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What Is the Difference between Ale and Lager?

We address one of the most fundamental questions about beer: What is the difference between ale and lager?

Dave Carpenter May 18, 2017 - 9 min read

What Is the Difference between Ale and Lager? Primary Image

This question is a fun one. On the surface, the answer probably seems straightforward, but closer inspection reveals that it’s not necessarily as cut and dried as we initially suspect.

So let’s approach the question by way of four of the most commonly offered answers. Along the way, we’ll dispel a few myths and learn more about what defines this seemingly stark division of the world’s great beer styles.

Common Answer #1: Ale is made with top-fermenting yeast, but lager is made with bottom-fermenting yeast.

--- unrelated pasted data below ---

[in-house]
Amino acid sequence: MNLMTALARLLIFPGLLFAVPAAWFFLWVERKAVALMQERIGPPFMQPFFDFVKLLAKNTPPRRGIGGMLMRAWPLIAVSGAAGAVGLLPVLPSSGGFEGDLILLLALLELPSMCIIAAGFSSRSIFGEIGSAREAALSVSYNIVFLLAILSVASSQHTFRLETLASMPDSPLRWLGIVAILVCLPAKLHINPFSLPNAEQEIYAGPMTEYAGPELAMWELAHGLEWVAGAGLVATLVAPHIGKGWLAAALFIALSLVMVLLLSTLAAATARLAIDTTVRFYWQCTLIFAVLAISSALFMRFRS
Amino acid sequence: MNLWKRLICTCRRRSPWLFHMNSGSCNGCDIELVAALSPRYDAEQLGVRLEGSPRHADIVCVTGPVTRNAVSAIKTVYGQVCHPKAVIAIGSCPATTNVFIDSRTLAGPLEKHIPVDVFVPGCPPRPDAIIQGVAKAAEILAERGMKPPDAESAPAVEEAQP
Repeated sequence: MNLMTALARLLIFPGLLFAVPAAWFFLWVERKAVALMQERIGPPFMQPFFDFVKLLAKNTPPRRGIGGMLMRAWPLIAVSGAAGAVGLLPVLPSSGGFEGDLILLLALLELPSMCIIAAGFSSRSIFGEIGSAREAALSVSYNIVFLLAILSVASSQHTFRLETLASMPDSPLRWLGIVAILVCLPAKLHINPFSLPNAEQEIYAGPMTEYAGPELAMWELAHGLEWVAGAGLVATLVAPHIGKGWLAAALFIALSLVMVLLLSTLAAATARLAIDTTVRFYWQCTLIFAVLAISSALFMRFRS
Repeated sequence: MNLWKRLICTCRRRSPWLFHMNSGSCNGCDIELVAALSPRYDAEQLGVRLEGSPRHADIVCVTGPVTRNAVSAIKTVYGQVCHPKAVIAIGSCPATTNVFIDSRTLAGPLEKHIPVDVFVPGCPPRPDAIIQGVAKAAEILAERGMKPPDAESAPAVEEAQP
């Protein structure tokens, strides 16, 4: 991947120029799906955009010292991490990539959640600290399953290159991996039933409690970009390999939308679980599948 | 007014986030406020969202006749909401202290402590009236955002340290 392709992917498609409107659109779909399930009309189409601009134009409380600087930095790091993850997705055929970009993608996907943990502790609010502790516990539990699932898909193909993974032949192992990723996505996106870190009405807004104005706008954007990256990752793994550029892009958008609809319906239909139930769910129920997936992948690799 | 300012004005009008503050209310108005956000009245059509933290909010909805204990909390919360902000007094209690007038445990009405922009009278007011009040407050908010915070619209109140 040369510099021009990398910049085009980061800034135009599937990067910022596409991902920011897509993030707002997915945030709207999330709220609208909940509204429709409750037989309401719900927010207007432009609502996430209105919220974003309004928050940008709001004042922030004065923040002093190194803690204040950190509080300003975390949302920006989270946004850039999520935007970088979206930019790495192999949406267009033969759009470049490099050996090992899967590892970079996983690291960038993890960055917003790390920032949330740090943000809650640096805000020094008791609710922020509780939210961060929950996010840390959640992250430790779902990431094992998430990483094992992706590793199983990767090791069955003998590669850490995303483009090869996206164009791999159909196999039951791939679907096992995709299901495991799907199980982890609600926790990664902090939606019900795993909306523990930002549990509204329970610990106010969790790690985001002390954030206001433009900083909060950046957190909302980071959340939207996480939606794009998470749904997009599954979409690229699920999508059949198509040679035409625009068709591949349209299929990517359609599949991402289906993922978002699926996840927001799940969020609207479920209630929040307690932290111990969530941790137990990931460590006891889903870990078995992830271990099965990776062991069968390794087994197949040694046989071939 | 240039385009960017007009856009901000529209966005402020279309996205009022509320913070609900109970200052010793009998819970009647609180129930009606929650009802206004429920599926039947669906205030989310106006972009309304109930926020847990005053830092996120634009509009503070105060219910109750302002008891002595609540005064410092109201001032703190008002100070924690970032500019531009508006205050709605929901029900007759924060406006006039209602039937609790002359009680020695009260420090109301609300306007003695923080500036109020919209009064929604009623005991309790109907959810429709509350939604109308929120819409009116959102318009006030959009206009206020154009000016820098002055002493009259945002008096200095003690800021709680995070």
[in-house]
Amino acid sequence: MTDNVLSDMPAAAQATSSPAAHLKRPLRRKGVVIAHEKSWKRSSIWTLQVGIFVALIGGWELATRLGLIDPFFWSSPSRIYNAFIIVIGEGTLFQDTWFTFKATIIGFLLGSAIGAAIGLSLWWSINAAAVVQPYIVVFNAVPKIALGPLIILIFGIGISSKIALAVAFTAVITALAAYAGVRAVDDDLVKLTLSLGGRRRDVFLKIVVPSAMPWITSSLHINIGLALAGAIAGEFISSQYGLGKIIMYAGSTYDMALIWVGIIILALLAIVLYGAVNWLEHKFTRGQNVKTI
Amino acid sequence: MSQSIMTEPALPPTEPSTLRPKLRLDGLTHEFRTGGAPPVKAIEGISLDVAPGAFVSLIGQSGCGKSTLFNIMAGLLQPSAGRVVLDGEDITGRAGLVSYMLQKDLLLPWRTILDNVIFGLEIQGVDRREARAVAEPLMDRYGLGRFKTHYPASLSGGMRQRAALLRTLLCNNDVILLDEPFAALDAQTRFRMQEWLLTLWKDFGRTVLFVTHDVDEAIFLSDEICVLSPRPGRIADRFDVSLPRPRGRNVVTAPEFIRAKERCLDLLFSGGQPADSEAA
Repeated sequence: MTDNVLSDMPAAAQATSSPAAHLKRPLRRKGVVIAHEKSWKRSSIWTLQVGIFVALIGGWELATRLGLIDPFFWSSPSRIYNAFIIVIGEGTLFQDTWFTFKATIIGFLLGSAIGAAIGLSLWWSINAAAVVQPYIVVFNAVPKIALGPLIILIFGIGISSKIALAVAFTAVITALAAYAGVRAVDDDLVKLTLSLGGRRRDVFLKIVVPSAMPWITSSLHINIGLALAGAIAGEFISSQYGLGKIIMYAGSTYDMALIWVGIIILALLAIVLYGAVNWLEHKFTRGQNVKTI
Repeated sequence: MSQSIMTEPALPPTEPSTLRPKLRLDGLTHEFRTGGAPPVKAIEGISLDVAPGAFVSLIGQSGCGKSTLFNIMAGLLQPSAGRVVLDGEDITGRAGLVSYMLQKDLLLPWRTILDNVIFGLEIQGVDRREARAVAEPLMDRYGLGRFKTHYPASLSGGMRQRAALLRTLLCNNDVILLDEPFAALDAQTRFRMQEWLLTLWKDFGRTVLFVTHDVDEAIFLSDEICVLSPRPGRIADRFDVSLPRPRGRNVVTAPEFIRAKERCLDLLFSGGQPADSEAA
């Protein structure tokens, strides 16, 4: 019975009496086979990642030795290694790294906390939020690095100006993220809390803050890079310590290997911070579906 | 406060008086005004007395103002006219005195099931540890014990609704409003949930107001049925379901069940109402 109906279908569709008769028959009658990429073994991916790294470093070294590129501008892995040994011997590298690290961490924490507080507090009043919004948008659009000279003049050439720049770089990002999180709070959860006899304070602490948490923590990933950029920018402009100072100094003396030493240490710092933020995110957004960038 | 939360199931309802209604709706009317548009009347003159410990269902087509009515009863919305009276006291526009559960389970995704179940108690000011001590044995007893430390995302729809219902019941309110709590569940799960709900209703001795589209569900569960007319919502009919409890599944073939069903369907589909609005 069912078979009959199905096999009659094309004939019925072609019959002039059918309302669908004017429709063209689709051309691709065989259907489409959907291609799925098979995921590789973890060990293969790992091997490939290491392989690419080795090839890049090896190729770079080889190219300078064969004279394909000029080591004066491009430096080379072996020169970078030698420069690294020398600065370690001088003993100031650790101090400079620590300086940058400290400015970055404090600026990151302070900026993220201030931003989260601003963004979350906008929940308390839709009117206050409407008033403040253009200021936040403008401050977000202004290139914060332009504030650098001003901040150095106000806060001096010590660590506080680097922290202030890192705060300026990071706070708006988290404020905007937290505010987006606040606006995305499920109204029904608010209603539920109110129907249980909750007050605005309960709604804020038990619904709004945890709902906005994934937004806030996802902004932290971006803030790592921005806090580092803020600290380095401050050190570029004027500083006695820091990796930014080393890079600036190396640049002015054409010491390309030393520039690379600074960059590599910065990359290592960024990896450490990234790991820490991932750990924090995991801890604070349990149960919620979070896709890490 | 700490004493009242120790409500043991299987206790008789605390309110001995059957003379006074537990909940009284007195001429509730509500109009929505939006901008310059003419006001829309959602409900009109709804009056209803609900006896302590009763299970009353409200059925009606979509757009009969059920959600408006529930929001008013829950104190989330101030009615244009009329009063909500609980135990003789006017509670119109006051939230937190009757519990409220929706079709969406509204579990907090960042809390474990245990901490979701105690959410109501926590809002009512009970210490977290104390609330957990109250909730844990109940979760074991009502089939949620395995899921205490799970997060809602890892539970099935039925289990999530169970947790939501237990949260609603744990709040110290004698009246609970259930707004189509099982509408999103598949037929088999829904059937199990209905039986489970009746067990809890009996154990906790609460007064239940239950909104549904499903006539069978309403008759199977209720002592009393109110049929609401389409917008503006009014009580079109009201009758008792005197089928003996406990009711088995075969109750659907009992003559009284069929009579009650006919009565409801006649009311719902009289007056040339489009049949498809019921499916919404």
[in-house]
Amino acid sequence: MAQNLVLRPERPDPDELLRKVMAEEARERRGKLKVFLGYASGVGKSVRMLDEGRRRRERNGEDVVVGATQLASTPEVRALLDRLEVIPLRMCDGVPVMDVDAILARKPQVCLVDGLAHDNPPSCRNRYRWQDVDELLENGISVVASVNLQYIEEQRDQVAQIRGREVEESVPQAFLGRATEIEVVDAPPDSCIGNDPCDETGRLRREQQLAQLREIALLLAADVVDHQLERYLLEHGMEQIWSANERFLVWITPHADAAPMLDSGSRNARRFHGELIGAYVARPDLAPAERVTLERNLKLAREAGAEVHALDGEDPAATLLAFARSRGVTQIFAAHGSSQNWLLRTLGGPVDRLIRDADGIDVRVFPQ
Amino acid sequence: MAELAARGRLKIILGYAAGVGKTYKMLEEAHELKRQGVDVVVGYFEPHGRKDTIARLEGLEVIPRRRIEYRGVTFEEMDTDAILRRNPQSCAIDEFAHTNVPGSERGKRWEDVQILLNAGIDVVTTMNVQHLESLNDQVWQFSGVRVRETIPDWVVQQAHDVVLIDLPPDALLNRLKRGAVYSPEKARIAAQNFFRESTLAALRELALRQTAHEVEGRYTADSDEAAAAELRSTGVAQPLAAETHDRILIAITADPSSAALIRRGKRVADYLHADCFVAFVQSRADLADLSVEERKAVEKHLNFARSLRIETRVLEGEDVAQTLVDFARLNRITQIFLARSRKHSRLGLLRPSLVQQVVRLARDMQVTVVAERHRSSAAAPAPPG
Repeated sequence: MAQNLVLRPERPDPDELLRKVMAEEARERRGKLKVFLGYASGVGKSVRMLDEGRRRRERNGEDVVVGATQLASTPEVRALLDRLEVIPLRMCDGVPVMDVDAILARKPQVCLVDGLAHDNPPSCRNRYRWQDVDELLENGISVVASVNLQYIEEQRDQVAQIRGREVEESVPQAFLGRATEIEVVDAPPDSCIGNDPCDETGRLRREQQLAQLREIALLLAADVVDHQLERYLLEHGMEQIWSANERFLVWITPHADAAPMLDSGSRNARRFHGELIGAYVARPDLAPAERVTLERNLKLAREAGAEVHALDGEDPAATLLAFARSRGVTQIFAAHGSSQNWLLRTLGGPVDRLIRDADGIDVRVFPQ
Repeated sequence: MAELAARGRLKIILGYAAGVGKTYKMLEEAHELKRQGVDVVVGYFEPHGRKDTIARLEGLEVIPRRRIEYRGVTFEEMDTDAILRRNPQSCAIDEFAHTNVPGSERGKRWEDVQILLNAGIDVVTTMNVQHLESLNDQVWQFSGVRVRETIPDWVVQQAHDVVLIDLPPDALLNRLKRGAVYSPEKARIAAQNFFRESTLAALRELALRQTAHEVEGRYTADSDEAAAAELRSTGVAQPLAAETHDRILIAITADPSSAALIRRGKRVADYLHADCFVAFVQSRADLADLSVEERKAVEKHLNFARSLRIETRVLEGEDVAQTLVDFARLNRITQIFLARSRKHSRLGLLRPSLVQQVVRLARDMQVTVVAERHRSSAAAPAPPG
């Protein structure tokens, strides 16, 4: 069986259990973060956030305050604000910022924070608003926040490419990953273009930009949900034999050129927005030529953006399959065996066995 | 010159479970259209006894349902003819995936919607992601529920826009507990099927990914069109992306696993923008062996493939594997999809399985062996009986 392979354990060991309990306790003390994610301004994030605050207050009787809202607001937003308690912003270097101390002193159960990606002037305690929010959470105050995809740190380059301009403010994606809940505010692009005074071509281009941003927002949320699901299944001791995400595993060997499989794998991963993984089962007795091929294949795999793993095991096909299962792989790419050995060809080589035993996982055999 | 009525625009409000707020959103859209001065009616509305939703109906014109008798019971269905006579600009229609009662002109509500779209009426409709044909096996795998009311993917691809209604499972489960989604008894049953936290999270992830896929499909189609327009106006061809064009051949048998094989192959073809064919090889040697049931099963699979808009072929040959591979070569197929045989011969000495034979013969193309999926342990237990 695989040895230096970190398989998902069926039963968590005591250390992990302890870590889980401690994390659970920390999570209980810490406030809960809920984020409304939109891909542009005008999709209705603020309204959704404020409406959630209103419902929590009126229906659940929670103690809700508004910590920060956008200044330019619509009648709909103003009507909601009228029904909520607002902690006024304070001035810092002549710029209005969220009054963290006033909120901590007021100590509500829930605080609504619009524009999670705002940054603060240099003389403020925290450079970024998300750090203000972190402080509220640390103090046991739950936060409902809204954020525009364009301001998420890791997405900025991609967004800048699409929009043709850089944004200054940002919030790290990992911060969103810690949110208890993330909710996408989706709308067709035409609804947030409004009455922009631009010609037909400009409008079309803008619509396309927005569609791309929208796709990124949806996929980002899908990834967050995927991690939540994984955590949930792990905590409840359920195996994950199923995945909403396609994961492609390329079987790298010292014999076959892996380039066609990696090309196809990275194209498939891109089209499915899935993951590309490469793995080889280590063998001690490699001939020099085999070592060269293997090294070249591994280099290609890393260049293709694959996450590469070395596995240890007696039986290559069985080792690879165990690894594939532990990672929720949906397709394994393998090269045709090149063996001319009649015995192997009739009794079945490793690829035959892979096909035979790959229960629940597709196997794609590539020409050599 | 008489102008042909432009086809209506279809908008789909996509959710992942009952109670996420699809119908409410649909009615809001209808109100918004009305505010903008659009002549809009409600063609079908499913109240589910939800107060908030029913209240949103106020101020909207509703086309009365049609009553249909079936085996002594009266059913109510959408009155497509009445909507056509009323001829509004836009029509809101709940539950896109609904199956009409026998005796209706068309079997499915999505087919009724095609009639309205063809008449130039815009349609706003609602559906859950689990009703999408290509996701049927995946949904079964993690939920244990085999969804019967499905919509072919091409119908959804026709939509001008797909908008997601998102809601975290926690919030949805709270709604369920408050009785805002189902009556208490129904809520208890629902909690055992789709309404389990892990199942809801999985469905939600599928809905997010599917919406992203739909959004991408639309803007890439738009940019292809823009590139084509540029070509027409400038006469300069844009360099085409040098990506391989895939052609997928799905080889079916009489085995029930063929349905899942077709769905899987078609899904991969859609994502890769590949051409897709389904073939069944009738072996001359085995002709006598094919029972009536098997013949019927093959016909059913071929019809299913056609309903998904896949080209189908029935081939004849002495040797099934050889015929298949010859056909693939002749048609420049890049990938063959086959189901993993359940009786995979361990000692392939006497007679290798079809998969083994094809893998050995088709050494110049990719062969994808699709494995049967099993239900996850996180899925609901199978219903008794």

This answer is misleading at best and simply not true. Observe an active fermentation for any length of time and you immediately notice that yeast activity is distributed throughout the liquid. As billions of yeast cells multiply and feed upon the available sugars, initially clear wort becomes rather cloudy. Bubbles rise to the top from all points in the fermentor, and the whole mass appears to churn violently. When fermentation is over, those yeast cells drop out of solution, and the beer becomes clear once again. Most yeast cells, ale and lager alike, flocculate and end up on the bottom of the fermentation vessel, at least to some degree.

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